Details: Transportation, Visas, Communication
When entering Honduras, you should request a tourist visa valid for 90 days in Honduras. Teachers are not technically working but volunteering for the school. The school will cover the cost of renewing the tourist visas twice a year, in October and March, but volunteers must leave the CA4 zone (Honduras, Guatemala, Nicaragua, El Salvador) on their own over Christmas break to renew their 90 day visas.
We ask our foreign staff to pay their own airfare. For a non-profit organization such as Mayatan, the cost of the flight is considerable on top of the monthly stipends, housing and other benefits of working here.
Most teachers fly into San Pedro Sula, Honduras (4 hrs by bus from Copan Ruinas) or Guatemala City, Guatemala (5 hrs). More detailed information about travel will be sent as part of the hiring process.
Buses are the cheapest and most convenient method of transportation within Central America. We recommend Hedman Alas for its tight security and the level of comfort on its buses, though it is the most expensive ($25 one way to Copán from San Pedro Sula). There are also second class buses providing transportation all over Honduras and Central America ($7 San Pedro Sula to Copán). Second class buses and mini-buses may not be as comfortable or secure as first class companies like Hedman Alas.
During Orientation Week, the school will help you open an account into which your monthly stipend will be deposited. The account will include a debit card, and there is an ATM machine in the center of town for easy withdrawals.
The mailing address is: Your Name, Escuela Mayatan, Copán Ruinas, Copán, Honduras, Central America. A letter generally takes 10-14 days to arrive from the U.S. and small packages in envelopes about 2-3 weeks. Your local post office can give you rates and approximate amount of time that the package will arrive in Honduras; once it reaches the country, it will most likely take a little longer to get to Copán.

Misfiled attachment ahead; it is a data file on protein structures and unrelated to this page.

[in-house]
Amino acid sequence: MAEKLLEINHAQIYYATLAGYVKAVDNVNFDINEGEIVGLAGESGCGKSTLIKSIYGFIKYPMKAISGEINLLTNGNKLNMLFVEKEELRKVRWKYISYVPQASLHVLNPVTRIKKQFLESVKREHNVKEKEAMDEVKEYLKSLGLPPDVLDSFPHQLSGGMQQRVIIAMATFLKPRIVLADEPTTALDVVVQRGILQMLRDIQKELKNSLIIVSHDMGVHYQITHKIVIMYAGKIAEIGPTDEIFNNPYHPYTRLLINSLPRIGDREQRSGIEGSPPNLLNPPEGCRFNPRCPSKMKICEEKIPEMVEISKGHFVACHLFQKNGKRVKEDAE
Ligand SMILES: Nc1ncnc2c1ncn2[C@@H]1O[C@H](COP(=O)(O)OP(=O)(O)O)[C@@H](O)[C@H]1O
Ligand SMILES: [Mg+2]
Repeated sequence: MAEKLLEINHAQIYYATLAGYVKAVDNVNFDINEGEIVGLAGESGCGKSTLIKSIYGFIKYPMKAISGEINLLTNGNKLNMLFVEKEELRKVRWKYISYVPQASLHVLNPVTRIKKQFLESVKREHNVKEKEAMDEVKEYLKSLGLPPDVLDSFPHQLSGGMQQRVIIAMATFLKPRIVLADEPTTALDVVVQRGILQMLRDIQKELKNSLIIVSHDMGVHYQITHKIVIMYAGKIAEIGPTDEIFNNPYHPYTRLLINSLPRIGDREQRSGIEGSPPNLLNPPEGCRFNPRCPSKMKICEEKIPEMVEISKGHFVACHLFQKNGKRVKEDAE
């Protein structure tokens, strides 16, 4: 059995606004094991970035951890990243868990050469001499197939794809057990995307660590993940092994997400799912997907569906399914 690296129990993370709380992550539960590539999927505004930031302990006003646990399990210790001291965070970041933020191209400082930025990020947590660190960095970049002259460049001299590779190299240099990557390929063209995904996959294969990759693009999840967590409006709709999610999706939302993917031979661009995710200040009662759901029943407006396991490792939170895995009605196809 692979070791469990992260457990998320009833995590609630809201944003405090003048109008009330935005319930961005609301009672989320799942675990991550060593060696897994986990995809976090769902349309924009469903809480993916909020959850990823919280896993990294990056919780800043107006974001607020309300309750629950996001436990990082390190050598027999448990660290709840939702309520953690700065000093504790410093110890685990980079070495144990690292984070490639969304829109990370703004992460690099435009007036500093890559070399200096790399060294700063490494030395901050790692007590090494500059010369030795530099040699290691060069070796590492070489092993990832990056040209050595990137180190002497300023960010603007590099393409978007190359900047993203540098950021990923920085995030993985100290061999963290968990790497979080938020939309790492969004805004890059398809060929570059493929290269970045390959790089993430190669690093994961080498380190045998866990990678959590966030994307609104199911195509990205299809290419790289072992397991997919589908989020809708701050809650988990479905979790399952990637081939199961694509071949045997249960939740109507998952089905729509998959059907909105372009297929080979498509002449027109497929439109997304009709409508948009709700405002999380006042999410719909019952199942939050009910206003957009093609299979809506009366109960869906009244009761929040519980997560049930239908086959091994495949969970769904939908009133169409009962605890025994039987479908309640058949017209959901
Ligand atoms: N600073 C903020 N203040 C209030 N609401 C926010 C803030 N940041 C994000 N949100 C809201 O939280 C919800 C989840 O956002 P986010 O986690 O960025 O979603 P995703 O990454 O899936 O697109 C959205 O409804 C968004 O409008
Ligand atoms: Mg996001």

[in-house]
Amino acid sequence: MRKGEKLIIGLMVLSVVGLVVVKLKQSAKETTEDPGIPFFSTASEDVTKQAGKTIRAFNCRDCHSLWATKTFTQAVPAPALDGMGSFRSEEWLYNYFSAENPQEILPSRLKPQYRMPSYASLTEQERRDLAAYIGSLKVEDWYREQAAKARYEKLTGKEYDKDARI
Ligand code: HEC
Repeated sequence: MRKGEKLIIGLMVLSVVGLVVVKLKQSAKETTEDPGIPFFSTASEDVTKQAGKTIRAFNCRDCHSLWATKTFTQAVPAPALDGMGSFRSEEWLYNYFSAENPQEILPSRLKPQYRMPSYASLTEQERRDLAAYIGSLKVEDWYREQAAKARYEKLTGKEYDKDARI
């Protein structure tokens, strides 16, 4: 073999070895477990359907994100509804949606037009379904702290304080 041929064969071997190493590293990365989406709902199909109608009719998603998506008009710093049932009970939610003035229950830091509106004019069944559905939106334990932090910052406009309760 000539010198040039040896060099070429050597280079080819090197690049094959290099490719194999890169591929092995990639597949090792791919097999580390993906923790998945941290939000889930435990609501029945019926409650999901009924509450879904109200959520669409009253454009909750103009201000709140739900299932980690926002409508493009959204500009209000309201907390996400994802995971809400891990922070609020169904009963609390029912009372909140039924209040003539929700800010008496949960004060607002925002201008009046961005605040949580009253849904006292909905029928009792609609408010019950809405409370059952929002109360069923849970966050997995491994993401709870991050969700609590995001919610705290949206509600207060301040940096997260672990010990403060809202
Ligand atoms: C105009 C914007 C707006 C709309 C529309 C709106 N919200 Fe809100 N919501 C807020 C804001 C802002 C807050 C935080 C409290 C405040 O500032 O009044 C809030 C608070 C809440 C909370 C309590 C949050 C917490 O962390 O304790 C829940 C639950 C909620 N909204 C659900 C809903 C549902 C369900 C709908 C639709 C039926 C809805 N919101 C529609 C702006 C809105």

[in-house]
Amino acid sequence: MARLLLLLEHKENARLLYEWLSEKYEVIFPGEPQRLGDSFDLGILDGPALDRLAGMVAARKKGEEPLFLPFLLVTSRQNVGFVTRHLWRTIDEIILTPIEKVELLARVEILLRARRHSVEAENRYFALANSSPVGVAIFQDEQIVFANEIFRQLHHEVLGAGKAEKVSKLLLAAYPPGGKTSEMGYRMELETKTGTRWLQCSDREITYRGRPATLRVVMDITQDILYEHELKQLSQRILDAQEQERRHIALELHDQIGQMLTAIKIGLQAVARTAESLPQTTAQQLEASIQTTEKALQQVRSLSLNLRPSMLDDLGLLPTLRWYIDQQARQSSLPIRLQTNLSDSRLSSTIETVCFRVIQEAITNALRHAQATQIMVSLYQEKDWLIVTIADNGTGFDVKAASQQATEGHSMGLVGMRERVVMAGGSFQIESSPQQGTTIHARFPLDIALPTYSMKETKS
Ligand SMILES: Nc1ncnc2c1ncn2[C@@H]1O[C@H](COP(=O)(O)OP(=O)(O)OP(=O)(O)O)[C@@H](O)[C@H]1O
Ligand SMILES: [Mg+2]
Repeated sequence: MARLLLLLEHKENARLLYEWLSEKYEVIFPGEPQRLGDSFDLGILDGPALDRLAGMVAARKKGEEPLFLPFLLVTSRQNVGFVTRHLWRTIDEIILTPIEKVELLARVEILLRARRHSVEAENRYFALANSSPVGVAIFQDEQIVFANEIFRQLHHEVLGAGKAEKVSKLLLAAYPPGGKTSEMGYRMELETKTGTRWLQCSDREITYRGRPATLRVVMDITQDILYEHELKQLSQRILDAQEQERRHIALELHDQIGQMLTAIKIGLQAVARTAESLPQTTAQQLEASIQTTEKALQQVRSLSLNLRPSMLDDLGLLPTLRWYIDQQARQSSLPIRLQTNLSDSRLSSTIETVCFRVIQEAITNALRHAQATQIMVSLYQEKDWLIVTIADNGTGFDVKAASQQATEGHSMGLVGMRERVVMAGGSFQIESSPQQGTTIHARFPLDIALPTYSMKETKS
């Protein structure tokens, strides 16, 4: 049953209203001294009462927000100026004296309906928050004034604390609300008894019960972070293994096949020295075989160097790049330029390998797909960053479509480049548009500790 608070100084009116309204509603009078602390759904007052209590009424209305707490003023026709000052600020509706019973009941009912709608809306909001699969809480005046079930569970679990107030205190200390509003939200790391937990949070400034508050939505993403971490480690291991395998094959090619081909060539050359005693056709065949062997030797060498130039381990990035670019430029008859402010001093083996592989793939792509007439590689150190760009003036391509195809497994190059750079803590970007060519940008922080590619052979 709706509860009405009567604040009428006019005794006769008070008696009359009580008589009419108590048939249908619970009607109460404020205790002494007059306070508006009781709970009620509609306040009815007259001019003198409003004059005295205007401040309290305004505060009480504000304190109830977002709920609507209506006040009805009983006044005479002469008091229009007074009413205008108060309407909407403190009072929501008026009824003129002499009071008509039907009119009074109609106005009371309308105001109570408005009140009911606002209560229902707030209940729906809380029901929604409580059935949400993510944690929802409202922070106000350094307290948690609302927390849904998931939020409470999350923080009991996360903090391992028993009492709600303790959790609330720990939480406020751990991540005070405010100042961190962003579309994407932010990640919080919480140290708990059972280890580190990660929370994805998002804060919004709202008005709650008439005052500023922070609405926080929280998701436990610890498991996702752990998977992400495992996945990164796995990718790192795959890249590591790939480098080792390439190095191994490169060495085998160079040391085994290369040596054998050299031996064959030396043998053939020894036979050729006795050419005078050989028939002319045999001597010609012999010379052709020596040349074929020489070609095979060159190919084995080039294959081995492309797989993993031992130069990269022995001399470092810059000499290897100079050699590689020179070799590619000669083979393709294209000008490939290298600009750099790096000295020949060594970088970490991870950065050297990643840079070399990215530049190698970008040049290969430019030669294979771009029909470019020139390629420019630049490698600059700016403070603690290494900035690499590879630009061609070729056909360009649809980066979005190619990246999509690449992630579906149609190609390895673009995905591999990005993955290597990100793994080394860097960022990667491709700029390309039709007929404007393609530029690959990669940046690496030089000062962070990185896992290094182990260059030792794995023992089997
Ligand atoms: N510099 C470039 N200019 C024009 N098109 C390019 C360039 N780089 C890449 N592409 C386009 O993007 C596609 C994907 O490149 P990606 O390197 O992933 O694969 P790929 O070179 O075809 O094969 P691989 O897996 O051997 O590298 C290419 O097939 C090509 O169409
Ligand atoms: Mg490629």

There is no home mail delivery and you will have to pick up your mail at the post office downtown off the Square.
The best and cheapest way to send packages from the United States is with the U.S. Postal Service in a flat-rate box. Although there is no long international land/sea postage from the United States, this is still a better option than a private delivery service because U.S. Mail is less likely to get stuck in customs, which can delay and add considerable fees to a package.
Most volunteers buy cell phones once they are in Honduras, which can be as cheap as $25. A cell phone from North America will probably not work here without changes that can be expensive and difficult to make. Instead of monthly contracts, volunteers choose pay as you go plans from Tigo, Digicel, or Claro; minutes can be bought at stores all over town or at the bank. Skype, Google Voice, and other online services are a good way for teachers to keep in touch with their friends and family back home.
Escuela Mayatan's campus is a wireless hotspot and you can connect while here. A number of cafes and restaurants in town provide free internet service while you patronize the business. You can purchase home wireless internet service from several vendors in town for around $35.00 per month. Internet connection speeds will be much slower than volunteers are used to at home.
Most teachers find a laptop computer essential. However if you do not have one, the school can check one out to you for use during the school day and overnight, per availability. There are some internet cafes in town, but these are expensive and not always convenient. It is more expensive and difficult to purchase computer equipment in Honduras than in the U.S.A., Canada, or Europe; the best way by far is to plan ahead and pack a laptop.